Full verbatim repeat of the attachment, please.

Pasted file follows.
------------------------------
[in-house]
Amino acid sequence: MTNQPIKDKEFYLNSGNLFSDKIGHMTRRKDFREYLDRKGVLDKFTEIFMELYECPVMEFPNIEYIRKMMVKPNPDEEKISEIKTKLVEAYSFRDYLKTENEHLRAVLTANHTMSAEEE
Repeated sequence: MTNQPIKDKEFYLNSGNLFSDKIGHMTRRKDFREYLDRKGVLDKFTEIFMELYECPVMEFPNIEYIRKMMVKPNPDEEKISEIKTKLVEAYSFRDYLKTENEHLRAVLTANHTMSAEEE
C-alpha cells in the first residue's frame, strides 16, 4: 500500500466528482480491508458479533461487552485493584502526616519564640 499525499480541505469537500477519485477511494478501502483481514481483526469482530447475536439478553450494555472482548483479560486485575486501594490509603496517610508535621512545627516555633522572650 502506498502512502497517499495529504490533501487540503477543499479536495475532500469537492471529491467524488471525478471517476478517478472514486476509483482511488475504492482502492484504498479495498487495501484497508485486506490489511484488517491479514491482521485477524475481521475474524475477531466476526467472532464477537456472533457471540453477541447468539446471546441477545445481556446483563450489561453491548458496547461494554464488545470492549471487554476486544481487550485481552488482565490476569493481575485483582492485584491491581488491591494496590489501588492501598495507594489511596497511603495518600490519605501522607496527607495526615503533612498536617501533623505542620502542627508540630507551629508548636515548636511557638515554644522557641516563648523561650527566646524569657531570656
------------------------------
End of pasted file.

[in-house]
Amino acid sequence: MTNQPIKDKEFYLNSGNLFSDKIGHMTRRKDFREYLDRKGVLDKFTEIFMELYECPVMEFPNIEYIRKMMVKPNPDEEKISEIKTKLVEAYSFRDYLKTENEHLRAVLTANHTMSAEEE
Repeated sequence: MTNQPIKDKEFYLNSGNLFSDKIGHMTRRKDFREYLDRKGVLDKFTEIFMELYECPVMEFPNIEYIRKMMVKPNPDEEKISEIKTKLVEAYSFRDYLKTENEHLRAVLTANHTMSAEEE
C-alpha cells in the first residue's frame, strides 16, 4: 500500500466528482480491508458479533461487552485493584502526616519564640 499525499480541505469537500477519485477511494478501502483481514481483526469482530447475536439478553450494555472482548483479560486485575486501594490509603496517610508535621512545627516555633522572650 502506498502512502497517499495529504490533501487540503477543499479536495475532500469537492471529491467524488471525478471517476478517478472514486476509483482511488475504492482502492484504498479495498487495501484497508485486506490489511484488517491479514491482521485477524475481521475474524475477531466476526467472532464477537456472533457471540453477541447468539446471546441477545445481556446483563450489561453491548458496547461494554464488545470492549471487554476486544481487550485481552488482565490476569493481575485483582492485584491491581488491591494496590489501588492501598495507594489511596497511603495518600490519605501522607496527607495526615503533612498536617501533623505542620502542627508540630507551629508548636515548636511557638515554644522557641516563648523561650527566646524569657531570656